- Sell - items that you no longer need, but are in a good enough condition to sell.
- Donate - items that you feel would benefit a local charity shop or collection.
- Store - items that you do not immediately need but are causing unnecessary clutter in your home.
If the item doesn’t fit into any of these groups, it’s time to say goodbye and throw it away (or recycle if possible!)
For items that you’ve chosen to store, consider the types of items you’re storing - are they belongings with a sentimental value? Bulky furniture? Or a collection of books you cannot face donating? Make sure to find yourself a local container storage facility that offers collection and delivery services so that you don’t need to transport the items yourself.
5. Take regular breaks
As a hoarder, decluttering your home can be an emotional and draining process.
Don’t forget to give yourself regular breaks as a reward for organising a particular messy section or room – and make sure you have your favourite treats lined up to enjoy whilst working your way through the mess!
6. Store or shred important documents
Pieces of paper can become a nightmare, taking up space in drawers, on desks or littered around different rooms in your home.
While you can recycle unimportant documents, you may find yourself left with a large amount of important documents still causing unnecessary clutter, from bills and contracts to documents with personal information printed all over.
If that’s the case, arrange them into two piles: store or shred.
For documents that you no longer need but have sensitive information printed on them, use a document shredding service to get rid of them in a secure and environmentally friendly way. Throwing them straight into the bin could mean your personal information landing in the wrong hands, so it’s always best to be safe.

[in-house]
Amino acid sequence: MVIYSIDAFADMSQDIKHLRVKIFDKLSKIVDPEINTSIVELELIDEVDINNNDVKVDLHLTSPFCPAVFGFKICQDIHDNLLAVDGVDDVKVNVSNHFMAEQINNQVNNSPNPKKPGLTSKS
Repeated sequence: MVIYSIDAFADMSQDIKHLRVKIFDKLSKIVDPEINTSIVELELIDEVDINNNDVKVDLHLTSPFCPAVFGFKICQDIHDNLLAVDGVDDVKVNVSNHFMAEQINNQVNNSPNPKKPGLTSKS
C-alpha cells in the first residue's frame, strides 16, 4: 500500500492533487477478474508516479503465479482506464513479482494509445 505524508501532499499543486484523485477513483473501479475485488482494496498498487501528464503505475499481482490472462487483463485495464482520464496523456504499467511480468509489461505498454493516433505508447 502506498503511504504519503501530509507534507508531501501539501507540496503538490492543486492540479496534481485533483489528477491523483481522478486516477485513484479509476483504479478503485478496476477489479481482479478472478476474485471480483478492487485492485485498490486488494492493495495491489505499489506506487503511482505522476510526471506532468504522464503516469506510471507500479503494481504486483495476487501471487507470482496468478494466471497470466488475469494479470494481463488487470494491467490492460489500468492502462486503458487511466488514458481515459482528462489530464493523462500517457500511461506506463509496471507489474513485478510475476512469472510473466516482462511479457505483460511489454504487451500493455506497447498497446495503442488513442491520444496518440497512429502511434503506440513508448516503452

If you have a number of important documents which you cannot get rid of but are causing clutter in your home, consider placing them into secure document storage.
With services such as the ones offered by Shredall SDS Group, you can rest easy knowing your documents are tracked and indexed, ready to retrieve when you need them, but not taking up valuable space in your property.
Make sure to avoid hoarding in storage
If you have decided that some of your items would be best placed in storage, be careful that you don’t just transfer the problem from your home to the storage unit.
Only move items into storage if you know for certain you will need it at a later date. You can run the items you’d like to store by a friend first to make sure they’re not best being thrown away. If it starts to become a problem, follow the same decluttering steps as you’ve taken for your home in your storage unit.
If you’re worried that yourself or someone you know has an uncontrollable amount of clutter and you’d like to help, you can find support and resources on the Hoarding UK website. For assistance with nationwide shredding to securely dispose of documents, get in touch with our friendly team today. Or, if you’re local to Nottingham, talk to us about our mobile container storage.